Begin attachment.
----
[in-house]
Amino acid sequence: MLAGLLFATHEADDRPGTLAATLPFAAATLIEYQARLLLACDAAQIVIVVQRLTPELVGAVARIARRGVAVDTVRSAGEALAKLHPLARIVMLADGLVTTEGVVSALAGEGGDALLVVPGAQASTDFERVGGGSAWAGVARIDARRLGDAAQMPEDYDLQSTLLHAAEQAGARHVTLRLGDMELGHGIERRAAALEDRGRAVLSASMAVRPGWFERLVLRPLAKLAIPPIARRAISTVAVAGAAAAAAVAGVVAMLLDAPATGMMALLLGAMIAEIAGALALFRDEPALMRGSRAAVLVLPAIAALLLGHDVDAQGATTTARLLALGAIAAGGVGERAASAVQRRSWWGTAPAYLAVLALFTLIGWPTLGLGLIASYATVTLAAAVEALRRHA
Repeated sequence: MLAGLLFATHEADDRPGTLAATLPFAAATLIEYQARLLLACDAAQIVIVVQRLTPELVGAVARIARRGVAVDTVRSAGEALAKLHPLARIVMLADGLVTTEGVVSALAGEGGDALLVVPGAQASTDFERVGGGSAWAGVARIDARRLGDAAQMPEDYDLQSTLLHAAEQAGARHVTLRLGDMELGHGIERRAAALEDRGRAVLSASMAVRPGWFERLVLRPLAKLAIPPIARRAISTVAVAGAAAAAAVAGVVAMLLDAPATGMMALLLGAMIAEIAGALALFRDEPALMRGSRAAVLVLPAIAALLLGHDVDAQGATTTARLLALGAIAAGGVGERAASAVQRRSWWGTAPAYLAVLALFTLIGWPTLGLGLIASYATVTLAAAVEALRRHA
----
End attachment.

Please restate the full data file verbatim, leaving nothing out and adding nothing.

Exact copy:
[in-house]
Amino acid sequence: MLAGLLFATHEADDRPGTLAATLPFAAATLIEYQARLLLACDAAQIVIVVQRLTPELVGAVARIARRGVAVDTVRSAGEALAKLHPLARIVMLADGLVTTEGVVSALAGEGGDALLVVPGAQASTDFERVGGGSAWAGVARIDARRLGDAAQMPEDYDLQSTLLHAAEQAGARHVTLRLGDMELGHGIERRAAALEDRGRAVLSASMAVRPGWFERLVLRPLAKLAIPPIARRAISTVAVAGAAAAAAVAGVVAMLLDAPATGMMALLLGAMIAEIAGALALFRDEPALMRGSRAAVLVLPAIAALLLGHDVDAQGATTTARLLALGAIAAGGVGERAASAVQRRSWWGTAPAYLAVLALFTLIGWPTLGLGLIASYATVTLAAAVEALRRHA
Repeated sequence: MLAGLLFATHEADDRPGTLAATLPFAAATLIEYQARLLLACDAAQIVIVVQRLTPELVGAVARIARRGVAVDTVRSAGEALAKLHPLARIVMLADGLVTTEGVVSALAGEGGDALLVVPGAQASTDFERVGGGSAWAGVARIDARRLGDAAQMPEDYDLQSTLLHAAEQAGARHVTLRLGDMELGHGIERRAAALEDRGRAVLSASMAVRPGWFERLVLRPLAKLAIPPIARRAISTVAVAGAAAAAAVAGVVAMLLDAPATGMMALLLGAMIAEIAGALALFRDEPALMRGSRAAVLVLPAIAALLLGHDVDAQGATTTARLLALGAIAAGGVGERAASAVQRRSWWGTAPAYLAVLALFTLIGWPTLGLGLIASYATVTLAAAVEALRRHA